Like Mark Wahlberg, British Megan Fox also gets summoned to Anthony Hopkins' house, opting to wear a very tight "going out dress" even though it's the afternoon. Mark Wahlberg calls it a "hooker dress" because he's awful, and the two of them fall in love. But not before Anthony Hopkins lets them in on a secret: throughout history, a group of people have been protecting the legend of King Arthur and the Transformers. This group of protectors included notable figures such as Winston Churchill and Harriet Tubman, which raises many questions as to why Harriet Tubman never used her Transformers to help free slaves. Also, British Megan Fox is the last living decedent of Merlin! But honestly, the plot does not make sense, and it is a waste of energy to attempt to understand it, so let's revert to list format for a few other key moments:
Okay, cool, back to Mark Wahlberg, who steals a submarine with the help of Anthony Hopkins, and then heads to the ocean with British Megan Fox—whose clothes change mid-scene from a blouse to a low-cut deep V. They arrive at a sunken Transformer space ship, where, for some reason, Merlin is buried. British Megan Fox ends up activating his staff, which wakes up a bunch of Transformer knights, and then "Nemesis Prime" shows up and Mark Wahlberg has to remind him that he's actually good not evil. But it doesn't really matter, because a different evil Transformer appears, steals Merlin's staff, and brings it to a disembodied floating head on the Transformer planet. At least, that's what Wikipedia says happens, because two hours into the movie I followed the lead of the other people in my row, and left the theater.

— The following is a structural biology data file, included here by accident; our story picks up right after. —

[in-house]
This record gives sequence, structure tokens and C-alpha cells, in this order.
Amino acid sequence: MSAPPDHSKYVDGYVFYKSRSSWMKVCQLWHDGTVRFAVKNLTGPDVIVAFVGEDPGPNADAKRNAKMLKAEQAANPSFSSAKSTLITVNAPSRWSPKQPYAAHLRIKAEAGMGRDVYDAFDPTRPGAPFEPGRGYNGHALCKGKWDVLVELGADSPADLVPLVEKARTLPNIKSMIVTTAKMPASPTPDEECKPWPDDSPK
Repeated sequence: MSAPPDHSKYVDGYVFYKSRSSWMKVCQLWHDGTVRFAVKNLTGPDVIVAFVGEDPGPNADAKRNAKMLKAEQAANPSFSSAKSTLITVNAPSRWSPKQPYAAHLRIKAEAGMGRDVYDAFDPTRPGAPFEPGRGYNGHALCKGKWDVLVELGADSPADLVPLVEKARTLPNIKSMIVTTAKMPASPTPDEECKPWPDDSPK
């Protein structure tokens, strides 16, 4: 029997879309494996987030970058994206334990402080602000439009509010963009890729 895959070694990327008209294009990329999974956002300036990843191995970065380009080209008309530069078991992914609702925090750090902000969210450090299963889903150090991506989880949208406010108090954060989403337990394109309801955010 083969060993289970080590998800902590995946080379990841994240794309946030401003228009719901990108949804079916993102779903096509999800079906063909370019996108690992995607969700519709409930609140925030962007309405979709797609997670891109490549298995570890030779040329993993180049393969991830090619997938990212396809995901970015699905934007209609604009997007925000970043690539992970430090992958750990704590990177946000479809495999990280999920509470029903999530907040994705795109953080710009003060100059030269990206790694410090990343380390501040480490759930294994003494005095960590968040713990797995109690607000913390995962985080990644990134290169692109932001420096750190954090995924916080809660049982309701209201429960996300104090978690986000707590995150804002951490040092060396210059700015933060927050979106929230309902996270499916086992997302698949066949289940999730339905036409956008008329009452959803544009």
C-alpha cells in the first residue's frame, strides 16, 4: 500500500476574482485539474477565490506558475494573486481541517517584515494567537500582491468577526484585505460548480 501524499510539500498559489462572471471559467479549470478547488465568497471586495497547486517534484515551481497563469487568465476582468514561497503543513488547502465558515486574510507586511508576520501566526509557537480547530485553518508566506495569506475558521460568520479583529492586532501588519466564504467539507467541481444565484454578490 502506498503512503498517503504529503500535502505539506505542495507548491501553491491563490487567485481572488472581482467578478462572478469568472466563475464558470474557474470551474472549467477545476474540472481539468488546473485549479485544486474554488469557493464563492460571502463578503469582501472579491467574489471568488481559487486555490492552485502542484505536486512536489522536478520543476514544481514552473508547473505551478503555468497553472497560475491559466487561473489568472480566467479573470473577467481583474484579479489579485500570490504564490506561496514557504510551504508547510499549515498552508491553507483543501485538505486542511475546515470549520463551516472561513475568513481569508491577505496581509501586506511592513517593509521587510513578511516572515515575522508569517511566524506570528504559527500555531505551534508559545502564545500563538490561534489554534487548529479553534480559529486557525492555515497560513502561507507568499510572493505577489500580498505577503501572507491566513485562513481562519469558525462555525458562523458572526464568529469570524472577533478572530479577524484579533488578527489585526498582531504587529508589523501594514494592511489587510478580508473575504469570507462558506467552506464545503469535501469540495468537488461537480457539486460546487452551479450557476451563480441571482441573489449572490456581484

This is because Transformers: The Last Knight is pretty much crap, but not even good, fun, entertaining crap. It commits the cardinal sin of a popcorn action movie: it's boring. This movie is so, so boring—which seems impossible given all of the random plot devices and action scenes. I picked every single one of my cuticles. All of my fingernails are bitten to stubs. I left to go to the bathroom twice and did not miss anything. This movie is literally two and a half hours. That is way too long.
I can only pray that Stanley Tucci and John Turturro didn't have to sit through the premiere. I hope British Megan Fox takes roles where she doesn't have to be a professor (with three PhDs, they say!) who has to flirt with Mark Wahlberg and nothing else. But most of all, I hope that they never make any more of these movies.
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Dana Schwartz is the author of three books and the host and creator of the history podcast NOBLE BLOOD. As a journalist, she’s written for Entertainment Weekly, GQ, Vanity Fair, The Washington Post, Marie Claire, and more. She currently works as a TV writer based in Los Angeles.